We are excited to announce that Tian Wei will be hosted by the Programme for the Foundations of Law & Constitutional Government for the academic year 2017-18. Here he outlines his proposed research project:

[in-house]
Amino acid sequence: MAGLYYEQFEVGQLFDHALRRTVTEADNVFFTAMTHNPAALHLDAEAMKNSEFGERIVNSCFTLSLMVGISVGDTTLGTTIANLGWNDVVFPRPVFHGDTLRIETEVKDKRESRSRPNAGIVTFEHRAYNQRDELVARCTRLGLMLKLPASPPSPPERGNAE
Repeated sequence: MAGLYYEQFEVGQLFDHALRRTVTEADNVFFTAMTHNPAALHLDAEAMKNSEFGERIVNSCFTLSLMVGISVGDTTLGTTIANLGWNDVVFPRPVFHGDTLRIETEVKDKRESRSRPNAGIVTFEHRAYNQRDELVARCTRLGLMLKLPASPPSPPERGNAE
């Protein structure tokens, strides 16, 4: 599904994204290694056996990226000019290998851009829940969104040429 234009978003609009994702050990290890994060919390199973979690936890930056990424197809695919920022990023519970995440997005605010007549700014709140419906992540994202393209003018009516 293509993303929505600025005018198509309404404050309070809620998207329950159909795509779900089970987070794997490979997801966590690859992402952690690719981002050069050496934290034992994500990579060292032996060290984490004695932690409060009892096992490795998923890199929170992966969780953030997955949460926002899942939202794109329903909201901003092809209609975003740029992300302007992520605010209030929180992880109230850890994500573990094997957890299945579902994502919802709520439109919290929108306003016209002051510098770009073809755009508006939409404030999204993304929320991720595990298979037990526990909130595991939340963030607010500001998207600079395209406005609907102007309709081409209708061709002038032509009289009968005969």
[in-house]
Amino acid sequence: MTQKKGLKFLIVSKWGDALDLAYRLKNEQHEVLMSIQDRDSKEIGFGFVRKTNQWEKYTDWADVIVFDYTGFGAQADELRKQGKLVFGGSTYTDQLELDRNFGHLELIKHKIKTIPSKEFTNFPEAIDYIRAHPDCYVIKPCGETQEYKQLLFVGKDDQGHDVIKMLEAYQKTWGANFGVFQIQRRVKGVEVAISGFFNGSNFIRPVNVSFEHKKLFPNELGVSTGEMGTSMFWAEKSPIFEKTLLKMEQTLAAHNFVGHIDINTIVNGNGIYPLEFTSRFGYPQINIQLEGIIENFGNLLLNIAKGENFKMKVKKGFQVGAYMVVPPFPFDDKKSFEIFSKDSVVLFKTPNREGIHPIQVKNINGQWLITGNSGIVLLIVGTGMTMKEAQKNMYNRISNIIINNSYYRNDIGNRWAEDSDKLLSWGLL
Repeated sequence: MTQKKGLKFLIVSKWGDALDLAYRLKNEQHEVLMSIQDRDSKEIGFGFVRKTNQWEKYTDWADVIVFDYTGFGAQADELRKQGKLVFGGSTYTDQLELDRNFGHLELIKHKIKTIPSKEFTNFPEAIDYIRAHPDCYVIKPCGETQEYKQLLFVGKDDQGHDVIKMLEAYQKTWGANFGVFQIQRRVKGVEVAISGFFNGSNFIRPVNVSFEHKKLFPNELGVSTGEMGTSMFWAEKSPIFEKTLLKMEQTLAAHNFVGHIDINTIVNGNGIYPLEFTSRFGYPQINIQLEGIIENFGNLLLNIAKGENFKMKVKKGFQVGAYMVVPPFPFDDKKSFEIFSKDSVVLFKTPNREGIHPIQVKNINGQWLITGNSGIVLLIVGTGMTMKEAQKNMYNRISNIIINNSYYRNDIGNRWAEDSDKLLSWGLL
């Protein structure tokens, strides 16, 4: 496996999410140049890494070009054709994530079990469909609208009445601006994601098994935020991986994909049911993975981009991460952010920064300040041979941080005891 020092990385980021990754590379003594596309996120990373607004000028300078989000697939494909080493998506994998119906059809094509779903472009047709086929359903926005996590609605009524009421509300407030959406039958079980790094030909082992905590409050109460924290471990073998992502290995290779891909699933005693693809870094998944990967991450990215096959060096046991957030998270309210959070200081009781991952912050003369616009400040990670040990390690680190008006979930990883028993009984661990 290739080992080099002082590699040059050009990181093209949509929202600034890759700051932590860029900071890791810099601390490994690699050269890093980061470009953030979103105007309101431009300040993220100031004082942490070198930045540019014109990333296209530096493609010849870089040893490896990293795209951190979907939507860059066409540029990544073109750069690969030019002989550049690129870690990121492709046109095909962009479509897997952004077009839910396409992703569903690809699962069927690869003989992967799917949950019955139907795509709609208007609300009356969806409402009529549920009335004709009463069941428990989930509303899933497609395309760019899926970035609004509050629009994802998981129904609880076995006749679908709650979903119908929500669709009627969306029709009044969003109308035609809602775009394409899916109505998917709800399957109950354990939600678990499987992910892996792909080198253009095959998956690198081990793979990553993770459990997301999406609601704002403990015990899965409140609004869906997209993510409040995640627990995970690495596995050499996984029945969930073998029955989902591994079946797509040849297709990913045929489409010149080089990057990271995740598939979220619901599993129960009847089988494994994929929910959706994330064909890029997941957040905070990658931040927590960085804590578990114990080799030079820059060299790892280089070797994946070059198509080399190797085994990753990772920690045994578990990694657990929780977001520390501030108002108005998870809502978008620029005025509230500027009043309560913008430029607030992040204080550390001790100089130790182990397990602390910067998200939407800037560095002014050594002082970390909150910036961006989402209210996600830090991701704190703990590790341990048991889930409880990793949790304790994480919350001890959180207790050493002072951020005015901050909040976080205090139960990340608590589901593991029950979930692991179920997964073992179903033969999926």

My project explores a functional account and justification of the principle of separation of powers, which argues that although this doctrine aims at both moderation and rationalisation of the exercise of state power, in modern times its core lies in efficiency and articulated governance rather than, as is conventionally assumed, solely in the maintenance of liberty. Instead of weakening the state, the separation of powers serves to guarantee that the state makes the best possible decision. This functional understanding, though first developed in German constitutional scholarship in the 1970s under the title of Funktionsordnung and funktionsgerechte Organstruktur, is not a German peculiarity. As well as in Germany, we can also find similar accounts in British and American constitutional theory - some advocated by Oxford scholars - such as the distinction between functionalist and formalist approaches, or the pure and partial versions of separation of powers. The question, whether this similarity is just a coincidence among different constitutional orders or it reveals some kind of common tendency in the modern interpretation of the separation of powers, is intriguing. I hope that my visit to Oxford will enable me to provide this question with a tenable answer.